It turns out that Canada is on the U.S. "priority watch list" of countries with runaway piracy problems because the Canadian government asked to be put there.
Remember back in April 2009, when the U.S. added Canada to its Special 301 "priority watch list" of countries that fail to adequately enforce intellectual property laws? America's neighbor to the north joined nations like Russia, China, India and Thailand on the list, giving the whole thing a whiff of the ridiculous, although Entertainment Software Association CEO Michael Gallagher was happy enough to see its addition to the copyright rogue's gallery. "Canada's weak laws and enforcement practices foster game piracy in the Canadian market and pave the way for unlawful imports into the U.S.," is how he put it at the time.
Most of us in the Great White North who pay attention to this sort of thing assumed it was just a dick move on the part of the U.S. [we assume that about a lot of things, to be honest] but while it was unquestionably a dick move, it turns out that it was actually made somewhat closer to home - by none other than our very own Canadian government.
As discovered by noted copyright crusader Professor Michael Geist, U.S. Embassy cables that were released into the wild by Wikileaks revealed that the Canadian government undertook some pretty shady dealings with regard to its efforts to "update" Canada's copyright laws. In 2006, Maxime Bernier, then the Minister of Industry, suggested to the U.S. Ambassador that updates to Canadian copyright laws could be shown to U.S. government officials before being introduced in Parliament, and in 2007 Privy Council official Ailish Johnson told U.S. officials about a letter from Prime Minister Stephen Harper to the Ministers of Industry and Heritage, pushing them to introduce a copyright reform bill before the end of the year.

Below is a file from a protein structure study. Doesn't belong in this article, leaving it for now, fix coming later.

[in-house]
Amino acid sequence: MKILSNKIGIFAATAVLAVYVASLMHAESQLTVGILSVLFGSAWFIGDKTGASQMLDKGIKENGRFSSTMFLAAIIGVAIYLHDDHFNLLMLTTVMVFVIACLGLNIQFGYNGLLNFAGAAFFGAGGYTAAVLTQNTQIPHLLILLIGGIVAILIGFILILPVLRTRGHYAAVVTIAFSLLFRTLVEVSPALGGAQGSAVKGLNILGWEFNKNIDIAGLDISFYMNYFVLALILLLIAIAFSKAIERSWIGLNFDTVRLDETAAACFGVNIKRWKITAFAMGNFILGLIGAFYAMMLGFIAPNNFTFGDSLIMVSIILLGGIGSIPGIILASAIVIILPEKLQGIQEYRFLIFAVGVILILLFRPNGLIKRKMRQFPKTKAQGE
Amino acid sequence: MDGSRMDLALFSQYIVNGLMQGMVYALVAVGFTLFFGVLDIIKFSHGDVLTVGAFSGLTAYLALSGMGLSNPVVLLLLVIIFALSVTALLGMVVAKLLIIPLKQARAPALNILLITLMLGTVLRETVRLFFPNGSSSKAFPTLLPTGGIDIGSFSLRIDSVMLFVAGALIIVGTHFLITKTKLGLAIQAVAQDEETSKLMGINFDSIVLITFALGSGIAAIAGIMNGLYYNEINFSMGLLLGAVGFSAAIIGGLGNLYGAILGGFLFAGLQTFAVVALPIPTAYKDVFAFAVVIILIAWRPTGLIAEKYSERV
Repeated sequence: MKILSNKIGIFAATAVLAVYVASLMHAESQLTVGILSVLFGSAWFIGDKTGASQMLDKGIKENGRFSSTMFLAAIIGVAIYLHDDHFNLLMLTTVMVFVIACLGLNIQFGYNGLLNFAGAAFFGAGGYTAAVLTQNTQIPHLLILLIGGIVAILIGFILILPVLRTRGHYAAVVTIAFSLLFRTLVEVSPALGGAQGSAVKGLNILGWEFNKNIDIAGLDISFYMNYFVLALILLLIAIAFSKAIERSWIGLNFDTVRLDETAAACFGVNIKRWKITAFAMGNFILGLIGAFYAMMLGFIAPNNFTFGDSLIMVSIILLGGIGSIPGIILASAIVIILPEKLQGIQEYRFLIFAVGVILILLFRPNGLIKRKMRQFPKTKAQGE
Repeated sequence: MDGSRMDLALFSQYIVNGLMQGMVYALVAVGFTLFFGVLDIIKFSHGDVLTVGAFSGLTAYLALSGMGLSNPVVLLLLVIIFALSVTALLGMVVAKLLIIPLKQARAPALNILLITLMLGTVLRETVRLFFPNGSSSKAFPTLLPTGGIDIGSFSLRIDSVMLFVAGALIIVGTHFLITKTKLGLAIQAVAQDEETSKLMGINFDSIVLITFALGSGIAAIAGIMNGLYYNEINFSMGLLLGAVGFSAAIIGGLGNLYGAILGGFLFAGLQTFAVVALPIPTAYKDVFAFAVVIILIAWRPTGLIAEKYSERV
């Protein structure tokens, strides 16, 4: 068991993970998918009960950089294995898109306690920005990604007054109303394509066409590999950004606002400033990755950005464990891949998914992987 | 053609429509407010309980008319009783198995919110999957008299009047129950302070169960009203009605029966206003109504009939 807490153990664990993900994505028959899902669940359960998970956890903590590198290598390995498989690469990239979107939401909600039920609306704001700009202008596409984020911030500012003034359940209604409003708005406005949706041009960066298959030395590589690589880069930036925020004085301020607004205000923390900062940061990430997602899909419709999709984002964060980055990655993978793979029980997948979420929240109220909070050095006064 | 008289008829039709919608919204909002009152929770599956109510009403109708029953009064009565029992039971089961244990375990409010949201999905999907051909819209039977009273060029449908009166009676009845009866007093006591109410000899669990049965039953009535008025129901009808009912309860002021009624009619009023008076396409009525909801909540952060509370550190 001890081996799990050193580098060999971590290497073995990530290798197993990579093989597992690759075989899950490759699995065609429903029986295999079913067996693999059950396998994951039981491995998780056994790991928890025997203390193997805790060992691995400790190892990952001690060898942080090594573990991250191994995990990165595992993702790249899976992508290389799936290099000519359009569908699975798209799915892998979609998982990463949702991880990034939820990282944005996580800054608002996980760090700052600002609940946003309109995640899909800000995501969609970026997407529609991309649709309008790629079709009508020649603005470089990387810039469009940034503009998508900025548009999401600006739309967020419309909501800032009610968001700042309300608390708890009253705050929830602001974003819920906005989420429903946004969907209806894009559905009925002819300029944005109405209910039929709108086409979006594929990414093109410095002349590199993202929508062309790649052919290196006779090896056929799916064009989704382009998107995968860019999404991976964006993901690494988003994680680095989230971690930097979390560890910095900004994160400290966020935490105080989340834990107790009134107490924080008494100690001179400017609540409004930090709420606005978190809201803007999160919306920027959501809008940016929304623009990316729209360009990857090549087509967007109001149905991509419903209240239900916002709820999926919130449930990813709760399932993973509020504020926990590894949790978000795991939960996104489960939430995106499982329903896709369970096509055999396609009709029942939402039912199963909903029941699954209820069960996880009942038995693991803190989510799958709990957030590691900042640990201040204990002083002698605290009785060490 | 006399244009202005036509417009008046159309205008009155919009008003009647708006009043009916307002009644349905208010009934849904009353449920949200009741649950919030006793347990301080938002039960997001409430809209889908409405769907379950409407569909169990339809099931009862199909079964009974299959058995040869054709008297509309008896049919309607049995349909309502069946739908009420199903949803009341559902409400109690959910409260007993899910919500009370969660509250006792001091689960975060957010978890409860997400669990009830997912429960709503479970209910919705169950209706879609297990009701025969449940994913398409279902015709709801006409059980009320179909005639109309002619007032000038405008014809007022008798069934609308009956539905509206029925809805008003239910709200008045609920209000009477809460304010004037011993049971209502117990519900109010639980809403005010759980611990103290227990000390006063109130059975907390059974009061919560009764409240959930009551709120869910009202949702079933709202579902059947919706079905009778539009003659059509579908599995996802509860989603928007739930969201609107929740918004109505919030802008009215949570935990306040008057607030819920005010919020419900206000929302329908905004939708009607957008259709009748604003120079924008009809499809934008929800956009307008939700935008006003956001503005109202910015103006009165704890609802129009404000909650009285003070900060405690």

But the real sleaze came a couple of years later, when Zoe Addington, the director of policy for then-Industry Minister Tony Clement, told U.S. officials about plans to use a public consultation process [the results of which it later chose to ignore entirely] to "educate consumers and 'sell' the Government view." And that's not the worst of it.
"[Addington] said that if Canada is elevated to the Special 301 Priority Watch List (PWL), it would not hamper - and might even help - the GOC's ability to enact copyright legislation," according to the Wikileaked cable.
Sure enough, Canada quickly landed on the Special 301 Priority Watch List, where it remains to this day, sharing space with Algeria, Chile, Pakistan, Venezuela and other notorious copyright violation stations.
For its part, the U.S. government seems somewhat contemptuous of Conservative Party efforts to portray its copyright reforms as "made in Canada." In a separate cable sent in 2007, an Embassy official wrote, "[Heritage Minister Bev] Oda said somewhat disingenuously that the policy change had been in the works 'for months' and claimed that U.S. pressure -- in the form of studio threats to delay releases of major films in Canada, Canada's designation on the Special 301 list, repeated Embassy approaches, and the May 30 visit of California Governor Arnold Schwarzenegger who personally raised the camcording issue with Prime Minister Harper -- had nothing to do with the Government's decision to move forward with the bill at this time."
The Government of Canada has made numerous efforts in recent years to bring about DMCA-like updates to the country's copyright laws but has thus far been unsuccessful, thanks primarily to the minority governments held by the Conservative Party of Canada since 2006. But with a majority government handed to it in 2011, copyright reforms are expected to be reintroduced soon and will likely become law.